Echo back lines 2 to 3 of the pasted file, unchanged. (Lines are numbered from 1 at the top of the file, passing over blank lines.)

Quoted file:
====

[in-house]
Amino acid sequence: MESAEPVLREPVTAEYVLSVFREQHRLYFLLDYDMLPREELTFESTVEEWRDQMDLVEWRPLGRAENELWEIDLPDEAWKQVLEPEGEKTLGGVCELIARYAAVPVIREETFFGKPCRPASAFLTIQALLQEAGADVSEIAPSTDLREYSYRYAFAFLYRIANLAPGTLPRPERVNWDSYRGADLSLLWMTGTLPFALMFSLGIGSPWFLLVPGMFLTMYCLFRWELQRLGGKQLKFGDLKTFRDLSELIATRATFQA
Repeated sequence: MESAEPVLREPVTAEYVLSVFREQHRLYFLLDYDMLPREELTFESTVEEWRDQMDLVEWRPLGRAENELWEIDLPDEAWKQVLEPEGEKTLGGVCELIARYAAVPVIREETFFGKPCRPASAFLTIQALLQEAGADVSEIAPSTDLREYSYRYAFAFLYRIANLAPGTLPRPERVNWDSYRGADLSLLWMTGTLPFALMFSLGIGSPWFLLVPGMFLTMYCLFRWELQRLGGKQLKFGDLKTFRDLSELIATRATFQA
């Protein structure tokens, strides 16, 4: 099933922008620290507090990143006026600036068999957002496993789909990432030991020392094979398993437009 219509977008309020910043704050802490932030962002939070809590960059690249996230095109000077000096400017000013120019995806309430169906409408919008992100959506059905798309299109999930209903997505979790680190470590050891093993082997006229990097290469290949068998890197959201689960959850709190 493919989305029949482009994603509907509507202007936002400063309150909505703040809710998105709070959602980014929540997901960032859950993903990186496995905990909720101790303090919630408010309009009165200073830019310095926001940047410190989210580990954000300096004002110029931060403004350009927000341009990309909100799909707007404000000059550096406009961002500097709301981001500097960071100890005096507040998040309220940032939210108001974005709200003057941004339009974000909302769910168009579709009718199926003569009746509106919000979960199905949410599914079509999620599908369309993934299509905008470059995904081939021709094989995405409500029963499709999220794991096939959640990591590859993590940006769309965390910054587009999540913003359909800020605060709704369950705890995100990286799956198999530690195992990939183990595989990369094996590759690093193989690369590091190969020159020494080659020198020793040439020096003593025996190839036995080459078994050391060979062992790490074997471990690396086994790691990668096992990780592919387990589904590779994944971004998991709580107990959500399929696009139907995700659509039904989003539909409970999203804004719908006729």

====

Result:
Amino acid sequence: MESAEPVLREPVTAEYVLSVFREQHRLYFLLDYDMLPREELTFESTVEEWRDQMDLVEWRPLGRAENELWEIDLPDEAWKQVLEPEGEKTLGGVCELIARYAAVPVIREETFFGKPCRPASAFLTIQALLQEAGADVSEIAPSTDLREYSYRYAFAFLYRIANLAPGTLPRPERVNWDSYRGADLSLLWMTGTLPFALMFSLGIGSPWFLLVPGMFLTMYCLFRWELQRLGGKQLKFGDLKTFRDLSELIATRATFQA
Repeated sequence: MESAEPVLREPVTAEYVLSVFREQHRLYFLLDYDMLPREELTFESTVEEWRDQMDLVEWRPLGRAENELWEIDLPDEAWKQVLEPEGEKTLGGVCELIARYAAVPVIREETFFGKPCRPASAFLTIQALLQEAGADVSEIAPSTDLREYSYRYAFAFLYRIANLAPGTLPRPERVNWDSYRGADLSLLWMTGTLPFALMFSLGIGSPWFLLVPGMFLTMYCLFRWELQRLGGKQLKFGDLKTFRDLSELIATRATFQA